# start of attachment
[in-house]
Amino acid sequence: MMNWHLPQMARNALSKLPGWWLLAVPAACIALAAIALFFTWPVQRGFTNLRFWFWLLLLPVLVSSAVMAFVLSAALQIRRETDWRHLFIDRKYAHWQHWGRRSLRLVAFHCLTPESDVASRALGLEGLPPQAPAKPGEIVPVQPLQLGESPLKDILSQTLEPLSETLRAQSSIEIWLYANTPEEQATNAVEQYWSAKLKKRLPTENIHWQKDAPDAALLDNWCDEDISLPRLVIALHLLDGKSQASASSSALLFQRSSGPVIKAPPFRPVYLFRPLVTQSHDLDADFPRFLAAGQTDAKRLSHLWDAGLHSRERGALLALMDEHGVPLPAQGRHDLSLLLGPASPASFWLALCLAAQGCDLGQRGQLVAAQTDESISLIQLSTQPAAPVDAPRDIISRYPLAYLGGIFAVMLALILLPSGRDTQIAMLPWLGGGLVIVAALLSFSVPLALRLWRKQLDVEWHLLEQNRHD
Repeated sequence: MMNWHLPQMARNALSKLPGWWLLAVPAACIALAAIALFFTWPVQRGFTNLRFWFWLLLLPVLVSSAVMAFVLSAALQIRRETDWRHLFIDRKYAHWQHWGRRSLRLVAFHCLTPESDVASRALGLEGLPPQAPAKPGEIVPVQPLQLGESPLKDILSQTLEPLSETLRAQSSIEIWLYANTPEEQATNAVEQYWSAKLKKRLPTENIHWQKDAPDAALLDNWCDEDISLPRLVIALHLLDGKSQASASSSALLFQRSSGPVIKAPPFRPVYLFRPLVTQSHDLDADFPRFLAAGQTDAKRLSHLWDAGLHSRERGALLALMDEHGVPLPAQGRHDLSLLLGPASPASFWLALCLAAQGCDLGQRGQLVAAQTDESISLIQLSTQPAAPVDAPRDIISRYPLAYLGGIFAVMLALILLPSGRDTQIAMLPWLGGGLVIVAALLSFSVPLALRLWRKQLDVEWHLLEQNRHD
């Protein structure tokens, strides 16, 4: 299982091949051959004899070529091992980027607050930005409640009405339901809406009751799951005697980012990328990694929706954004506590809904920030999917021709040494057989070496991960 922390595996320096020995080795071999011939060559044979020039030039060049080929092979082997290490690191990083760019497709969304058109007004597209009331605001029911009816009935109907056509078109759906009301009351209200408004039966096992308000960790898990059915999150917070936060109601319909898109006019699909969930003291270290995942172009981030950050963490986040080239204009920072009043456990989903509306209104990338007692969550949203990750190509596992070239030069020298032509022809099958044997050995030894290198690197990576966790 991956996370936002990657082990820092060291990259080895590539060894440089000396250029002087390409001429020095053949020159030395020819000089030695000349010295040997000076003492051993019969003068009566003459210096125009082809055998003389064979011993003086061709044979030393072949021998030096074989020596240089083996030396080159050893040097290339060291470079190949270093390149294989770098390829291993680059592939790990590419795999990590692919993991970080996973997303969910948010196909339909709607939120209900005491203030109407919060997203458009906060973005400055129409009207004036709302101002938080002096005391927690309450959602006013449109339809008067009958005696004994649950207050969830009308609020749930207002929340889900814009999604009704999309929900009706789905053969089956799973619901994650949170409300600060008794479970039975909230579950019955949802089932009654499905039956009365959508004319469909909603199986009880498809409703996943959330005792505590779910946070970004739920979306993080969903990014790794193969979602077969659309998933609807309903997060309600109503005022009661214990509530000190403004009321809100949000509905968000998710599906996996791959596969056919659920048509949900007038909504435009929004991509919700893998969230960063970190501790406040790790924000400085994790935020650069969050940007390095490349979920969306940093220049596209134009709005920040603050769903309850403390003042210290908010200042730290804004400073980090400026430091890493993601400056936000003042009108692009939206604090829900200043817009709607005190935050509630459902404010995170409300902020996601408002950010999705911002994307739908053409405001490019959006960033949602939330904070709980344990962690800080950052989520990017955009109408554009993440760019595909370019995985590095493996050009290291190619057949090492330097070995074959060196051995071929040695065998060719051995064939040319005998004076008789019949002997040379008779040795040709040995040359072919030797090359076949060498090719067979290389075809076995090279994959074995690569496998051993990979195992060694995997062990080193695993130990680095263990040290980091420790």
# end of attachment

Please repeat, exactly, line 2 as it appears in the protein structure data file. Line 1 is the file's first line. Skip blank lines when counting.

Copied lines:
Amino acid sequence: MMNWHLPQMARNALSKLPGWWLLAVPAACIALAAIALFFTWPVQRGFTNLRFWFWLLLLPVLVSSAVMAFVLSAALQIRRETDWRHLFIDRKYAHWQHWGRRSLRLVAFHCLTPESDVASRALGLEGLPPQAPAKPGEIVPVQPLQLGESPLKDILSQTLEPLSETLRAQSSIEIWLYANTPEEQATNAVEQYWSAKLKKRLPTENIHWQKDAPDAALLDNWCDEDISLPRLVIALHLLDGKSQASASSSALLFQRSSGPVIKAPPFRPVYLFRPLVTQSHDLDADFPRFLAAGQTDAKRLSHLWDAGLHSRERGALLALMDEHGVPLPAQGRHDLSLLLGPASPASFWLALCLAAQGCDLGQRGQLVAAQTDESISLIQLSTQPAAPVDAPRDIISRYPLAYLGGIFAVMLALILLPSGRDTQIAMLPWLGGGLVIVAALLSFSVPLALRLWRKQLDVEWHLLEQNRHD